The Artifact Itself

FIFA, or the International Federation of Association Football, is a video game by EA Sports, or Electronic Arts Sports, based off the competitive world of soccer. The game allows users to control teams and individual players and compete against one another in a high paced and exciting soccer match. Users can choose any division —  from more commonly known divisions, such as Premier League, to lesser known divisions, such as Liga MX. Users can also play as individual countries, for example, Spain vs USA or Germany vs. Argentina.

The most impressive aspect about FIFA is its up-to-date records on player rankings and stats. For each individual player and team, FIFA ranks them and gives them a score. Each player gets a ranking out of 100 and is organized into categories such as pace, dribbling, shooting, defending, passing and physicality. The higher the ranking, the better the individual is at that category. Players are not only ranked in these categories but they are also ranked overall as players. Teams are ranked similarly, except that they are ranked out of five stars. The more stars a team has the higher they are ranked. Teams are also organized and ranked in categories, such as attacking, defense and midfield.

FIFA is sold worldwide and users compete in tournaments all around the world. This simple, yet competitive, style of FIFA attracts all ages. In fact, according to EA Sports, FIFA 17 was “the best selling console title in the world” in 2016. In one quarter, FIFA 17 generated over 1 billion dollars in operating cash flow.Not only has the game incited interest in the professional sports scene, but it has also generated interest among the public, becoming one of the most popular and played video games of all time. In the 2016 article, “FIFA: the video game that changed football,” Simon Parkin writes that on any given Sunday, over 200 million games are played worldwide.

Similarly, in the article, “The Forgotten Kaleidoscope Craze in Victorian England,” by Jason Farman, Farman talks about the viral attraction of the kaleidoscope. Just like the kaleidoscope, FIFA producers and makers had no idea their product would be such a hit. In fact, they predicted children would be their main audience, however, that was not the case. In the article “Who are Sports Gamers? A Large Scale Study of Sports Video Game Players written by Abraham Stein and Konstantin Mitgutsch, the two concluded that, in their research at MIT,  a whopping 83% of players are between the ages of 18 and 31.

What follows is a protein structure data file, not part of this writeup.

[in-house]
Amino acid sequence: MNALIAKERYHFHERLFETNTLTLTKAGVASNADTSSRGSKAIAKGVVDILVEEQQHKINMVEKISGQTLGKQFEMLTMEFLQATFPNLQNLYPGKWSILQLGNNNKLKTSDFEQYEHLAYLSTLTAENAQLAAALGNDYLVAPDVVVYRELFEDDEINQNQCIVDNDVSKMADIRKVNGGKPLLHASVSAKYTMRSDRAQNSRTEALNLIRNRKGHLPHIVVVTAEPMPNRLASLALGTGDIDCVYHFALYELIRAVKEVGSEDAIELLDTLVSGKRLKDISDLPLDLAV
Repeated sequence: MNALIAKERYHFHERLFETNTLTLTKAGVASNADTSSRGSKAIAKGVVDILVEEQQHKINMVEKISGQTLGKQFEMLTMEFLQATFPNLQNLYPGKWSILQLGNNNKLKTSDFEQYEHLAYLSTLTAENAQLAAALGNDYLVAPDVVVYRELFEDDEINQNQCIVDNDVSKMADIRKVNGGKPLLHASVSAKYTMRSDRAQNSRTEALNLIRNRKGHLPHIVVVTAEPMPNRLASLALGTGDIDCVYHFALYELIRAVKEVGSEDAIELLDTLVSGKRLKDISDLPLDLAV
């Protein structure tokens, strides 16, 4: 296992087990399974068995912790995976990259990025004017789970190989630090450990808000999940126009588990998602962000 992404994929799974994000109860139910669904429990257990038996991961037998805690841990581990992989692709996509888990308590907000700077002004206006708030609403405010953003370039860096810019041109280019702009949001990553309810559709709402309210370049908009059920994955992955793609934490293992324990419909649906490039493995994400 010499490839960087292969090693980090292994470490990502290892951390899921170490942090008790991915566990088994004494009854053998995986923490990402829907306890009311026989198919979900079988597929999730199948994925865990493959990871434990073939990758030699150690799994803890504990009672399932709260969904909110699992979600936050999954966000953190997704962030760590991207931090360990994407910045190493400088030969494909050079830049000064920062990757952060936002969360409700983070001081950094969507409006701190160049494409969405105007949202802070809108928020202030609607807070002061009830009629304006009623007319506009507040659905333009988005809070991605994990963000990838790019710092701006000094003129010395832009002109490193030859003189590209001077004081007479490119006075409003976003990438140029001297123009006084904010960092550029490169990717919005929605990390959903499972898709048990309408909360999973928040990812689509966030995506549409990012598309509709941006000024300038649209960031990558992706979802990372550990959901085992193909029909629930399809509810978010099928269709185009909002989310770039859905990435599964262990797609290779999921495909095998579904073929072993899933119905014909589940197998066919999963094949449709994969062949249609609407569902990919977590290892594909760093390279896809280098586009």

Another aspect of this game is Real Player Motion Technology, which was introduced in the last two years. By helping the players within the game have more human motion and similarity, this technology truly accelerated the FIFA franchise. EA accomplished this by applying sensors onto professional soccer players, who would go and perform both basic and advanced soccer skills. This captured real human movement, and upgraded conventional computer simulations.

The ability to control players with very realistic features and skills in FIFA reminded me of the book Neuromancer by William Gibson. In this dark, futuristic book, one sees how characters can enter the matrix and “go inside” other people using a technology called SimStim. SimStim is similar to modern day’s Virtual Reality. However, not only can one know what the other person is thinking, but they can also feel what they feel and think what they think. They know everything that is going on with that person. This technology, while a little far-fetched, reminded me of Real Player Motion Technology. Real Player Motion Technology is all about becoming more humanistic and relatable. Although in modern day technology, FIFA is far from the SimStim technology, it would not surprise me if, one day,  this technology was applied, and we were able to feel and see what professional soccer players feel and see when on the pitch.